Recent Work (1978)

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# Your search: "author:"Zimmermann, A""

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## Scholarly Works (132 results)

Akin to other mineralized tissues, human cortical bone can resist deformation and fracture due to the nature of its hierarchical structure, which spans the molecular to macroscopic length-scales. Deformation at the smallest scales, mainly through the composite action of the mineral and collagen, contributes to bone?s strength or intrinsic fracture resistance, while crack-tip shielding mechanisms active on the microstructural scale contribute to the extrinsic fracture resistance once cracking begins. The efficiency with which these structural features can resist fracture at both small and large length-scales becomes severely degraded with such factors as aging, irradiation and disease. Indeed aging and irradiation can cause changes to the cross-link profile at fibrillar length-scales as well as changes at the three orders of magnitude larger scale of the osteonal structures, both of which combine to inhibit the bone?s overall resistance to the initiation and growth of cracks.

For any truncated path algebra Λ, we give a structural description of the modules in the categories
$${\mathcal{P}^{<\infty}(\Lambda\text{-}{\rm mod})}$$
and
$${\mathcal{P}^{<\infty}(\Lambda\text{-}{\rm mod})}$$
, consisting of the finitely generated (resp. arbitrary) Λ-modules of finite projective dimension. We deduce that these categories are contravariantly finite in Λ−mod and Λ-Mod, respectively, and determine the corresponding minimal
$${\mathcal{P}^{<\infty}}$$
-approximation of an arbitrary Λ-module from a projective presentation. In particular, we explicitly construct—based on the Gabriel quiver Q and the Loewy length of Λ—the basic strong tilting module Λ
T (in the sense of Auslander and Reiten) which is coupled with
$${\mathcal{P}^{<\infty}(\Lambda\text{-}{\rm mod})}$$
in the contravariantly finite case. A main topic is the study of the homological properties of the corresponding tilted algebra
$${\tilde{\Lambda} = {\rm End}_\Lambda(T)^{\rm op}}$$
, such as its finitistic dimensions and the structure of its modules of finite projective dimension. In particular, we characterize, in terms of a straightforward condition on Q, the situation where the tilting module
$${T_{\tilde{\Lambda}}}$$
is strong over
$${\tilde{\Lambda}}$$
as well. In this Λ-
$${\tilde{\Lambda}}$$
-symmetric situation, we obtain sharp results on the submodule lattices of the objects in
$${\mathcal{P}^{<\infty}({\rm Mod}\text{-}\tilde{\Lambda})}$$
, among them a certain heredity property; it entails that any module in
$${\mathcal{P}^{<\infty}({\rm Mod}\text{-}\tilde{\Lambda})}$$
is an extension of a projective module by a module all of whose simple composition factors belong to
$${\mathcal{P}^{<\infty}({\rm Mod}\text{-}\tilde{\Lambda})}$$
.

Recent Work (2020)

This journal is © The Royal Society of Chemistry. Structure characterization and classification is frequently based on local environment information of all or selected atomic sites in the crystal structure. Therefore, reliable and robust procedures to find coordinated neighbors and to evaluate the resulting coordination pattern (e.g., tetrahedral, square planar) are critically important for both traditional and machine learning approaches that aim to exploit site or structure information for predicting materials properties. Here, we introduce new local structure order parameters (LoStOPs) that are specifically designed to rapidly detect highly symmetric local coordination environments (e.g., Platonic solids such as a tetrahedron or an octahedron) as well as less symmetric ones (e.g., Johnson solids such as a square pyramid). Furthermore, we introduce a Monte Carlo optimization approach to ensure that the different LoStOPs are comparable with each other. We then apply the new local environment descriptors to define site and structure fingerprints and to measure similarity between 61 known coordination environments and 40 commonly studied crystal structures, respectively. After extensive testing and optimization, we determine the most accurate structure similarity assessment procedure to compute all 2.45 billion structure similarities between each pair of the ≈70000 materials that are currently present in the Materials Project database.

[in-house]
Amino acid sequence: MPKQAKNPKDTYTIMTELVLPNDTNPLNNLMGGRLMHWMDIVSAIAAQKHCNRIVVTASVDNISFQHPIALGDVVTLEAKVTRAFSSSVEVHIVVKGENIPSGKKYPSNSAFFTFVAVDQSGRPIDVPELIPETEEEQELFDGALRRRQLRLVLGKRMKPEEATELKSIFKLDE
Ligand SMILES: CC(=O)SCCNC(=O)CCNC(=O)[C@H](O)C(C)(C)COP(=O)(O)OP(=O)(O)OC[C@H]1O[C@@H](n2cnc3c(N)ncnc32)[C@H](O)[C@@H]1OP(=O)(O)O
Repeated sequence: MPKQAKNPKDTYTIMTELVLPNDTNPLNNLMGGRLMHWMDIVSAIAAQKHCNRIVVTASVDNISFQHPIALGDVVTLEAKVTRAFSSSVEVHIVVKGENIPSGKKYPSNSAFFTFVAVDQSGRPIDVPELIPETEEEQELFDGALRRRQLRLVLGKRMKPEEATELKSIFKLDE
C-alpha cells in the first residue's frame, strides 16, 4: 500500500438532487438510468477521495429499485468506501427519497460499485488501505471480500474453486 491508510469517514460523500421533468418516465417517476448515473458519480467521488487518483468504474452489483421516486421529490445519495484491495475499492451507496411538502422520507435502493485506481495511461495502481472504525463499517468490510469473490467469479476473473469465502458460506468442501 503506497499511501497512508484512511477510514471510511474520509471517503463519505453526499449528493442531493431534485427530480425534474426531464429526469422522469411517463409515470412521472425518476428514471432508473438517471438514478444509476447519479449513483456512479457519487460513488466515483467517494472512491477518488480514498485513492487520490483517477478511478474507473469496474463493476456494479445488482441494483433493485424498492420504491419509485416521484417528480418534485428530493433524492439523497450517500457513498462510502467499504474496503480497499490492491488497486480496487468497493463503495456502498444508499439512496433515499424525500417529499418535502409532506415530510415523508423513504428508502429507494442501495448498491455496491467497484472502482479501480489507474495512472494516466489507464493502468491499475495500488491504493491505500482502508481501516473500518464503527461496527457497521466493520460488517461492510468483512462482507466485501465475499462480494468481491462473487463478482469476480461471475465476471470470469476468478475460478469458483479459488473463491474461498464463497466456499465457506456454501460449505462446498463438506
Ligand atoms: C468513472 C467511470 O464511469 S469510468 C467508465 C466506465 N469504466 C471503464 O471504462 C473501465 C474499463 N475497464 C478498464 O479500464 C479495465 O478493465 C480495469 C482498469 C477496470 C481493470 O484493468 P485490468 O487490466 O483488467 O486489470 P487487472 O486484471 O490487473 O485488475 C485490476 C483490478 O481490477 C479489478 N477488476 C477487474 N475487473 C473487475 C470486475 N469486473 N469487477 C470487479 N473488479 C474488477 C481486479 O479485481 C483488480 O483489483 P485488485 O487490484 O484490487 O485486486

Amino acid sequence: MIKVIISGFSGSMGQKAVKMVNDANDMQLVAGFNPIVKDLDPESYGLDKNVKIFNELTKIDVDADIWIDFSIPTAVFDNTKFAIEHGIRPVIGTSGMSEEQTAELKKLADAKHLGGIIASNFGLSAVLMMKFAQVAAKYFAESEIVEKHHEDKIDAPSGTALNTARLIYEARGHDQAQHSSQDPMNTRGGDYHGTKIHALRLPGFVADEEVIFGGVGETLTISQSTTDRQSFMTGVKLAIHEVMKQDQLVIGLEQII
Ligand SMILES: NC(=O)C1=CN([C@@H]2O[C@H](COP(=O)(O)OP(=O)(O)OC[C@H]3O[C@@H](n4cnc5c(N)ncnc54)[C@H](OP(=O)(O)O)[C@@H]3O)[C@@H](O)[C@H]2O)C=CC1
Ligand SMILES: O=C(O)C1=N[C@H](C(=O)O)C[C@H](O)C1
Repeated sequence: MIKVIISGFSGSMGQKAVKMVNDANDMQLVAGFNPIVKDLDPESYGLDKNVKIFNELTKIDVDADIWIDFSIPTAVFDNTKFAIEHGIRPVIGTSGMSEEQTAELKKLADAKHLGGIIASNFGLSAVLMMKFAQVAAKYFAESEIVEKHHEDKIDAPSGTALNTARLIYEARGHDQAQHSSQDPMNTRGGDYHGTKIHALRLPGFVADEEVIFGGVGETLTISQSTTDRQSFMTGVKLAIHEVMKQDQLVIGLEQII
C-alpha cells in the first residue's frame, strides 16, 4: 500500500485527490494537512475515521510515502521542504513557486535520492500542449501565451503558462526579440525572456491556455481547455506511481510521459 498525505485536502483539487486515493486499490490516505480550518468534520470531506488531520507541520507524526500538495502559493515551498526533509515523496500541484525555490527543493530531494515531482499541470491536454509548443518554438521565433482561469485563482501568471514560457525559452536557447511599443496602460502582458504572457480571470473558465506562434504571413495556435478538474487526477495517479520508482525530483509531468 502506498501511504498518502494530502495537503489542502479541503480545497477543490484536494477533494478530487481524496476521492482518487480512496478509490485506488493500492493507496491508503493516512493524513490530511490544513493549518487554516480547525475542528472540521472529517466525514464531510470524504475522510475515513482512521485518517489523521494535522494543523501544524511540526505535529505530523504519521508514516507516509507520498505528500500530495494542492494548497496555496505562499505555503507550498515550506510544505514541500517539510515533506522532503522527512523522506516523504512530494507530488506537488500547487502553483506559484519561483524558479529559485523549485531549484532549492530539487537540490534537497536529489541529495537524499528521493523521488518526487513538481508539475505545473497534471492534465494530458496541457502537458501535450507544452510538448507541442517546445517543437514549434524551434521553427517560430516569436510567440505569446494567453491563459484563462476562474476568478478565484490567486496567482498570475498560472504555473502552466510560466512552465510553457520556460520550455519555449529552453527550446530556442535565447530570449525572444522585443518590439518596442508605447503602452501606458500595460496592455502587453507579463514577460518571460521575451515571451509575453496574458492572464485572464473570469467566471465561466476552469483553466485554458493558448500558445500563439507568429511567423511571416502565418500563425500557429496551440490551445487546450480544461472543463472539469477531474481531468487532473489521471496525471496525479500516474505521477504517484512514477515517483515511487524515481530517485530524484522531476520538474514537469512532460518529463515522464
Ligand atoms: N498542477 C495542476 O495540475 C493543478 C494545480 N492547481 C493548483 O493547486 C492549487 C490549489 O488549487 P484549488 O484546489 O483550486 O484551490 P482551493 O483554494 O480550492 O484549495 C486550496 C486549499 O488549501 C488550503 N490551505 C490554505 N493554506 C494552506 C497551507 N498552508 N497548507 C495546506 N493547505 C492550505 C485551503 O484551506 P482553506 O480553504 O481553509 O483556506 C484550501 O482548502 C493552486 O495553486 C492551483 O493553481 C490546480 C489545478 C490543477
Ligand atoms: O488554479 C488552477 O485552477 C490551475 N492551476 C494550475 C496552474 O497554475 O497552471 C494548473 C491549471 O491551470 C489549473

We summarize Session F of the ECLOUD 04 workshop. This session was dedicated to beam instabilities driven by electron cloud. Specifically, we discuss the principal observations of electron-cloud instabilities, analytical models, simulation codes and the next steps that need to be taken to arrive at a predictive theory.

Recent Work (1966)

Recent Work (2016)

© 2016 American Chemical Society. Mature applications such as fluid catalytic cracking and hydrocracking rely critically on early zeolite structures. With a data-driven approach, we find that the discovery of exceptional zeolite framework types around the new millennium was spurred by exciting new utilization routes. The promising processes have yet not been successfully implemented ("valley of death" effect), mainly because of the lack of thermal stability of the crystals. This foreshadows limited deployability of recent zeolite discoveries that were achieved by novel crystal synthesis routes.